Research conducted by The University of Western Australia (UWA) School of Plant Biology and Institute of Agriculture has demonstrated that several herbaceous legumes may be viable alternatives to lucerne under low phosphorus conditions for West Australian farmers in areas where lucerne performs poorly.
The research compared the growth of 10 native and exotic herbaceous legumes to lucerne growing in glasshouses, supplied with different levels of phosphorus.
The study found that four species, Bituminaria bituminosa, Glycine canescens, Kennedia prostrata, and K. prorepens, grew better than lucerne in low phosphorus conditions and that two species, B. bituminosa and G. canescens, used phosphorus applied to soil more efficiently than other species where low phosphorus was a problem.
Funded by the Australian Research Council (ARC), Department of Agriculture and Food Western Australia (DAFWA) and Heritage Seeds, the research could have important implications for WA farmers, according to Research Associate, Dr Jiayin Pang, School of Plant Biology,UWA.
Other project collaborators include ChemCentre, Facey Group and Mingenew Irvin Group.
"Developing new perennial pasture legumes that take up or use phosphorus more efficiently than lucerne is important in the face of dwindling global phosphorus reserves and the rising cost of fertilisers," Dr Pang said.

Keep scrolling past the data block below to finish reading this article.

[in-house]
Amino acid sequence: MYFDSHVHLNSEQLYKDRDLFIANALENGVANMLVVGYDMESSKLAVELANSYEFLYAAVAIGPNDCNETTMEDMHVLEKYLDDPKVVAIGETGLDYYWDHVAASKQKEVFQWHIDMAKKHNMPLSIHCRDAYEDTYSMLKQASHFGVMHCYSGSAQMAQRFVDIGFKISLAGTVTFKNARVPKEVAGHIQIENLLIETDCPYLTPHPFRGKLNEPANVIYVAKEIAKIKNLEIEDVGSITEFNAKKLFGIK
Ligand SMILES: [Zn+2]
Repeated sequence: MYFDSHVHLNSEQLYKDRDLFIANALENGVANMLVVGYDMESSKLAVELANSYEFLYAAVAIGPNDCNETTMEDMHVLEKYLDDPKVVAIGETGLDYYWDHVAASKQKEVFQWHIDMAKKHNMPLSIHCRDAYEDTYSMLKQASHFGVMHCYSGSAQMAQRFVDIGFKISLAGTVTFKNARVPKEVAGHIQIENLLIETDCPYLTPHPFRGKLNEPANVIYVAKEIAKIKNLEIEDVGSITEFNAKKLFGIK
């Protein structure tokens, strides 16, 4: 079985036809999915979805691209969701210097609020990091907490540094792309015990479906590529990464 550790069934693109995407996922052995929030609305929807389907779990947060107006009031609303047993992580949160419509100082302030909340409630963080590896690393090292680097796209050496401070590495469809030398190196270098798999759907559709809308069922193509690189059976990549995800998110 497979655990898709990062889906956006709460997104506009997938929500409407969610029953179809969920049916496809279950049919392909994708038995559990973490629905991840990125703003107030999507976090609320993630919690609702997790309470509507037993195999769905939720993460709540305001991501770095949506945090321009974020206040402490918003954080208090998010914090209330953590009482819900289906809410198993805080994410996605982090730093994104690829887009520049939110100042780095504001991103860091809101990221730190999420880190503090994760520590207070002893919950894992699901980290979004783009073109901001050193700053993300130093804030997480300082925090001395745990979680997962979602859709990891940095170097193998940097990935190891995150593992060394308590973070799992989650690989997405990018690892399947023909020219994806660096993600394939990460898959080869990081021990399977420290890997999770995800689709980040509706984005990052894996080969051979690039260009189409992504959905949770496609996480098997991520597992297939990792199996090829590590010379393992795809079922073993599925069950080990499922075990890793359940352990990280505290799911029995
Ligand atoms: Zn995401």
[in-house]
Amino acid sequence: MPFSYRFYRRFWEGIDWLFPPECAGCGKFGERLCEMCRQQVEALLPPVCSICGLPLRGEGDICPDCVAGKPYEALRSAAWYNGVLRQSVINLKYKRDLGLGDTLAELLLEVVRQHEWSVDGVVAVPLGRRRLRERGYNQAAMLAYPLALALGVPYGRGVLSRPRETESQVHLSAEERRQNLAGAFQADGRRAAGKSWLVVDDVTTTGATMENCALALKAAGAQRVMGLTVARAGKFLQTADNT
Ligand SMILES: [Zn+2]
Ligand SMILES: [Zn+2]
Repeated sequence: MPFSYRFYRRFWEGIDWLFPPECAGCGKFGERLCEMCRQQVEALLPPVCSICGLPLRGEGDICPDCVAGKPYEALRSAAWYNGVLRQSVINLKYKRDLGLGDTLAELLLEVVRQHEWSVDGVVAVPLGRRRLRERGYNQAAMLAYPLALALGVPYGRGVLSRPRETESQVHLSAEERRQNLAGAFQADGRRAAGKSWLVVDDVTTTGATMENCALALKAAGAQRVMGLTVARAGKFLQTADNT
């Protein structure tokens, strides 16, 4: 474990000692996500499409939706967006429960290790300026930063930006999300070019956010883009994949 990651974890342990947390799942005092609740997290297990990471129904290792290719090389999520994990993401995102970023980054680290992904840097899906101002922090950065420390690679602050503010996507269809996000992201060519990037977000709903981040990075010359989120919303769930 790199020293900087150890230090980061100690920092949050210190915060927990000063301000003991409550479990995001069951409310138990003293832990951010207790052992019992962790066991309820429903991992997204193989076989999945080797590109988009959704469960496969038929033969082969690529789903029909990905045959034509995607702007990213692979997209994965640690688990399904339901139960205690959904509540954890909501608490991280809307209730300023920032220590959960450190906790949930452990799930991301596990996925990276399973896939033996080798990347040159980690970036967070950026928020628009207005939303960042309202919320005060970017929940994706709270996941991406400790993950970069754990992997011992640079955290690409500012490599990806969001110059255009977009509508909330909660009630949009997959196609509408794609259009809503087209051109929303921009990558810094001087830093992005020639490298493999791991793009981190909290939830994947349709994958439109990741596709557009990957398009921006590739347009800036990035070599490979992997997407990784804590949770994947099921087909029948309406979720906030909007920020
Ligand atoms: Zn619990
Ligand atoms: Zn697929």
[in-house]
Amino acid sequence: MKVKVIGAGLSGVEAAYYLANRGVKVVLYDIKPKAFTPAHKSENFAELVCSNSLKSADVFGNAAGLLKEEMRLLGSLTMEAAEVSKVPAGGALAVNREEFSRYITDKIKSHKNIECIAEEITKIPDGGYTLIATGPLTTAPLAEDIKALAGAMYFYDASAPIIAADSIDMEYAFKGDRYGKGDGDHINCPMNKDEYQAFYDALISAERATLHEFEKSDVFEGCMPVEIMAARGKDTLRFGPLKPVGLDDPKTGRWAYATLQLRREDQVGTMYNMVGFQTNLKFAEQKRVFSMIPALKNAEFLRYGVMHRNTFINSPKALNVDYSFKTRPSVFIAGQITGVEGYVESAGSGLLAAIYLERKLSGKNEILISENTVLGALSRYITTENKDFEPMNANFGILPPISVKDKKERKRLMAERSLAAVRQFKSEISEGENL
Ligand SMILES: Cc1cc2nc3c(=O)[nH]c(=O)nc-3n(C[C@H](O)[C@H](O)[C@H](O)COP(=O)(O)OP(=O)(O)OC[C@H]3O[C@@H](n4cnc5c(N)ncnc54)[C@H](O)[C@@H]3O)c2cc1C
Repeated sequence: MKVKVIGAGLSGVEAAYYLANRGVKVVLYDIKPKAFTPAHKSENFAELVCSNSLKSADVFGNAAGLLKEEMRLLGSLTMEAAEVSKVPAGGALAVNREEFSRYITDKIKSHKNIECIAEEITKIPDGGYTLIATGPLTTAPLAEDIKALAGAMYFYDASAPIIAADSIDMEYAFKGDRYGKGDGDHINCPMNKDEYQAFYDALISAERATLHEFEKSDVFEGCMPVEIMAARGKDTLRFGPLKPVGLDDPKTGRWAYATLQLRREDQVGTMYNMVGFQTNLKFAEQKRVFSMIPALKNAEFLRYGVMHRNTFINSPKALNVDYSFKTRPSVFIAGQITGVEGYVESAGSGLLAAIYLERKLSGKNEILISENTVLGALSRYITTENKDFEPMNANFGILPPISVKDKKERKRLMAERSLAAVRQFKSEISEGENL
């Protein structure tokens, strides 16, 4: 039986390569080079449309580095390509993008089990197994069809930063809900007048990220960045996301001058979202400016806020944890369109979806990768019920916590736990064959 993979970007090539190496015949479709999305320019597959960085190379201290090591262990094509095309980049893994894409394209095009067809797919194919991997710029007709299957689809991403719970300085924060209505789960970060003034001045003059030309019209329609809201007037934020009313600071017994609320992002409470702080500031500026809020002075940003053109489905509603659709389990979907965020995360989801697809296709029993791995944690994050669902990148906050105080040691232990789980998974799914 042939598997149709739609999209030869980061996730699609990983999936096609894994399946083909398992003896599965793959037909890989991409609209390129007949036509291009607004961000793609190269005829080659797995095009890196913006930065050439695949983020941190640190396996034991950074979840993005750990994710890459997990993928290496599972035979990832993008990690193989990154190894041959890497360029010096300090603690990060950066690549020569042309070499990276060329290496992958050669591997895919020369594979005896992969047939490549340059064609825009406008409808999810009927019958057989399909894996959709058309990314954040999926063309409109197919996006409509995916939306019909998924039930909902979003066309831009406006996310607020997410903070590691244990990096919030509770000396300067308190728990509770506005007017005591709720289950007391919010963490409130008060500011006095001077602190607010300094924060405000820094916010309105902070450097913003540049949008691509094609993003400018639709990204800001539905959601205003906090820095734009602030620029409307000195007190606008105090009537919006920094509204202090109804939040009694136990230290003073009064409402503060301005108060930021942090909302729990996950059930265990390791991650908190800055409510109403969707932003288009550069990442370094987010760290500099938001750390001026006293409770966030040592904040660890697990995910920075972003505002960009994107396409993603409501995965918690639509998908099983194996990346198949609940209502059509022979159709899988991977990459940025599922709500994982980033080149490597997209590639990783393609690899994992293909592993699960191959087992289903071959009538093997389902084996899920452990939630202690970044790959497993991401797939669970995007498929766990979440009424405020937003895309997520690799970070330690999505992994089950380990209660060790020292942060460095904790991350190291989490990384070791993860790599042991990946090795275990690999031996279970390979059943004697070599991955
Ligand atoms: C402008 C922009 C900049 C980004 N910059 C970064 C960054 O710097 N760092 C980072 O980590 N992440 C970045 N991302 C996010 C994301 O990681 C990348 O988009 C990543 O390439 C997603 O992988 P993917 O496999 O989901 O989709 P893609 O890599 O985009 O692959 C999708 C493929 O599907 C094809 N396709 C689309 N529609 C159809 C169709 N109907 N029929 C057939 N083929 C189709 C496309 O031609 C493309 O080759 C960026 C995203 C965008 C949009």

"As well as this, many farmers need a viable alternative to lucerne because it's poorly adapted to acidic sandy soils, waterlogging and salinity and doesn't do well in hot and dry conditions."
Dr Pang said many of the legumes tested were native species well adapted to local environmental conditions, such as low rainfall, acidic soils and low fertility.
The research also found that exotic perennial legumes, such as B. bituminosa, could also fill low phosphorus niches where lucerne production was poor.
"Although promising, the results of this glasshouse study will need to be validated with long term field studies," Dr Pang said.
"That will identify if native perennials will accumulate large amounts of phosphorus from heavily fertilised, high phosphorus soils."
Many native legumes regulate phosphorus uptake poorly when soil phosphorus supply is increased, resulting in phosphorus toxicity.
"It will also determine if native and exotic legumes can use phosphorus already in the soil more efficiently, thereby reducing the need for additional fertiliser application," Dr Pang said.
Large scale use of phosphorus has seen a rapid depletion of global reserves, which are expected to halve by 2060.
This poses a significant challenge for Australian agriculture with its phosphorus deficient soils and the heavy use of phosphorus fertiliser.
Australian native and novel exotic perennial legumes, such as those identified and currently being developed by Future Farm Industries CRC and UWA, could alleviate this problem.
Caption to Photograph: Dr Jiayin Pang monitoring soil moisture content, using Diviner2000 soil moisture probe, of novel pasture legume species at UWA glasshouse experiments.
Dr Jiayin Pang (Plant Biology) (+61 8) 6488 4546
Professor Kadambot Siddique (UWA IOA Director) (+61) 8 6488 7012 / (+61 4) 11 155 396
Sally-Ann Jones (UWA Public Affairs) (+61 8) 6488 7975 / (+61 4) 20 790 098